9% of All Mortgages in Default/Foreclosure

Posted on September 5th, 2008 in Daily Mortgage/Housing News - The Real Story, Mr Mortgage's Personal Opinions/Research

For those die-hard Mr Mortgage readers, you already knew this was happening. The ooze is spreading from Subprime to Pay Options, Alt-A, Jumbo Prime and A paper. It is what it is.  It is kind of funny that we have all of these names differentiating the paper grades anyway. It is all nonsense because after so many rounds of downgrades from the raters and between 2005 and 2007 the line bewteen all paper grades becomming so blurred due to all sensibility and risk management leaving the mortgage sector, everything is likely several paper grades lower than its initial ratings anyway. 

My data showed me that subprime defaults were at a plateau (at least temporarily) 4-months ago and Alt-A, led by the Pay Option ARMs spiking around the same time. Being in the mortgage business for 20-years primarily working the West Coast region, logic told me this 2-years ago.

Just remember the implosion order: Subprime, Pay Option, Alt-A, Jumbo Prime and then Prime.  The HELOC Implosion has been ongoing and will accelerate into the Pay Option, Jumbo Prime and Prime implosions because the universes are larger than subprime and more piggy-back financing was used in these paper grades. 

The Pay Option Implosion will kick start the Alt-A and Jumbo Prime implosions as it will bring down values considerably in higher-priced, Pay Option heavy regions. All three will be happening simultaneouslyputting an even greater strain in values. Prime will be the last to blow but will blow, as those 20% down 30-year fixed buyers from 2004-2007 find themselves 30% upside down and it being cheaper to rent.  Remember, a large number of the 20% down crowd went out and stuck 90% to 100% HELOC’s on their homes, making them less than prime now as well. All of these things are happening right now but to nowhere near the degree they will as housing prices continue to fall and we move closer to peak resets for higher grades of ARM paper. -Best Mr Mortgage

Home loan troubles break records again
Friday September 5, 10:56 am ET
By Alan Zibel, AP Business Writer

Delinquencies, foreclosures rise to more than 9 percent of US home loans in second quarter.

 WASHINGTON (AP) — A record 9 percent of American homeowners with a mortgage were either behind on their payments or in foreclosure at the end of June, as damage from the housing crisis continues to mount, the Mortgage Bankers Association said Friday.But the source of trouble in the mortgage market has shifted from subprime loans made to borrowers with poor credit to homeowners who had solid credit but took out exotic loans with ballooning monthly payments.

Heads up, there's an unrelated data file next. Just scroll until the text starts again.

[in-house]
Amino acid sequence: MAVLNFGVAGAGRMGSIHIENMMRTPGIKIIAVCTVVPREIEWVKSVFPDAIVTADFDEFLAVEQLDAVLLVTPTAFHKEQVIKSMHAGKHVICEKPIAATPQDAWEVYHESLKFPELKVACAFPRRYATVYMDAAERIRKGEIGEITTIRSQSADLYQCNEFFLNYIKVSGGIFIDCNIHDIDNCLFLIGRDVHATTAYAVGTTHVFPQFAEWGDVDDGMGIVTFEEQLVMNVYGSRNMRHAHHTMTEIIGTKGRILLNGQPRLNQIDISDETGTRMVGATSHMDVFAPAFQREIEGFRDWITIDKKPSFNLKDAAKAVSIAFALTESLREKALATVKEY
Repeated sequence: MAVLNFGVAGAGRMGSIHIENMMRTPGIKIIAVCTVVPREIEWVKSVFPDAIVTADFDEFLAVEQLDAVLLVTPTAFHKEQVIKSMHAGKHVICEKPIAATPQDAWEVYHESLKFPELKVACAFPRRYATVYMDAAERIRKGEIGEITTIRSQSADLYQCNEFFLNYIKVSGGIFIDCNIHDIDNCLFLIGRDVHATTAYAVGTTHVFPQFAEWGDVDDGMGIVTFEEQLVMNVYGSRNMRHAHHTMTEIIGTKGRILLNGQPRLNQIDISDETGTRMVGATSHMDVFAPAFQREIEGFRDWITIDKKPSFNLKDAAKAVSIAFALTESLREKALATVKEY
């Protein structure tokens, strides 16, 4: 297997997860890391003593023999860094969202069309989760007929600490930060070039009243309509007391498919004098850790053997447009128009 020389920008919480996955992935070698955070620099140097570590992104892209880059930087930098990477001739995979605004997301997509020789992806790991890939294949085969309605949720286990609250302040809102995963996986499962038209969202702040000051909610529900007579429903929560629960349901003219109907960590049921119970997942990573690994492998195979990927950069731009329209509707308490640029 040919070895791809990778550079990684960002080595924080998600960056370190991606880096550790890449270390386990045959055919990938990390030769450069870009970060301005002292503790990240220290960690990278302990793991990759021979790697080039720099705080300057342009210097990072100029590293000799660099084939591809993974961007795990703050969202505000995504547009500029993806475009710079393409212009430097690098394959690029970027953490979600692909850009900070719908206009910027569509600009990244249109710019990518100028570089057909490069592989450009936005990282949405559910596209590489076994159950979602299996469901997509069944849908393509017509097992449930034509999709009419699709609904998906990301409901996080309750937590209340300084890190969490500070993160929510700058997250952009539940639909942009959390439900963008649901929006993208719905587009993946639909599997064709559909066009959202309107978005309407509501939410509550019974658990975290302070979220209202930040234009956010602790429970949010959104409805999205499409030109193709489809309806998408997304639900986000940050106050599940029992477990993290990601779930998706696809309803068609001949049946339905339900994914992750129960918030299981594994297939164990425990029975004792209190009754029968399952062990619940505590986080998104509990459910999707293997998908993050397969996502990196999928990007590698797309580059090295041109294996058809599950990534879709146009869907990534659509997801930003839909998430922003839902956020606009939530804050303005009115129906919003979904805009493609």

The problem is also concentrated in a handful of states, the worst being California and Florida. The real estate markets in those two states were fueled by some of the riskiest lending practices and rampant speculation during the housing boom that has turned into a devastating bust.

“That’s clearly the problem,” said Jay Brinkmann, the association’s chief economist. “The national numbers are driven by the two largest states” with the most outstanding home loans.

The latest quarterly snapshot of the market broke records for late payments, homes entering the foreclosure process and for the inventory of loans in foreclosure. The trade group’s records go back to 1979.

The percentage of loans at least 30 days past due or in foreclosure was up from 8.1 percent in the January-March quarter, using figures that were not adjusted for seasonal factors.

New foreclosures were concentrated in eight states: Nevada, Florida, California, Arizona, Michigan, Rhode Island, Indiana and Ohio.

But for the first time since the mortgage crisis started, delinquencies on subprime adjustable-rate loans declined. While more than one out of every five homeowners with a subprime ARM is still in default, that portion dipped 1 percentage point from the first quarter to 21 percent.

What’s driving the delinquency rate up now is the number of homeowners with risky, adjustable-rate prime loans made with little or no proof of the borrowers’ income or assets.

Many of these loans allowed the borrower to pay only the interest on the loan for a fixed period of time. Others gave borrower the option to “pick-a-payment,” adding any unpaid interest to the principal balance.

More than one out of 10 borrowers with a prime adjustable-rate loan is now delinquent or in foreclosure. That portion, 11.3 percent, was up from 9.7 percent in the first quarter and is expected to continue to rise as more homeowners see their monthly payments spike.

15 Responses to “9% of All Mortgages in Default/Foreclosure”

  1. I am sure Wall Street analysts and bankers were “shocked” at this Alt-A news, just as economists were “shocked” at today’s unemployment report. . .as I have said elsewhere and before – don’t these people ever read the paper, talk with friends or venture out of their ivory towers??? If I just took a calculator and tallied up the daily layoff announcements from banks, airlines, GMAC (5000 in one day), 6.1% unemployments would not be a surprise. . .obviously none of these experts ever worked in the mortgage industry either.

  2. Mr. Mortgage, thank you very much for your insightful commentary on the ongoing trainwreck that is our economy. Your excellent written and video research has hopefully saved a couple people I know from taking the homedebtor plunge. Tough titty for everyone else, but that’s what happens when you make the biggest monetary commitment of your life with little to no research, and no heed paid to those other than the salesmen. No pity here for suckers.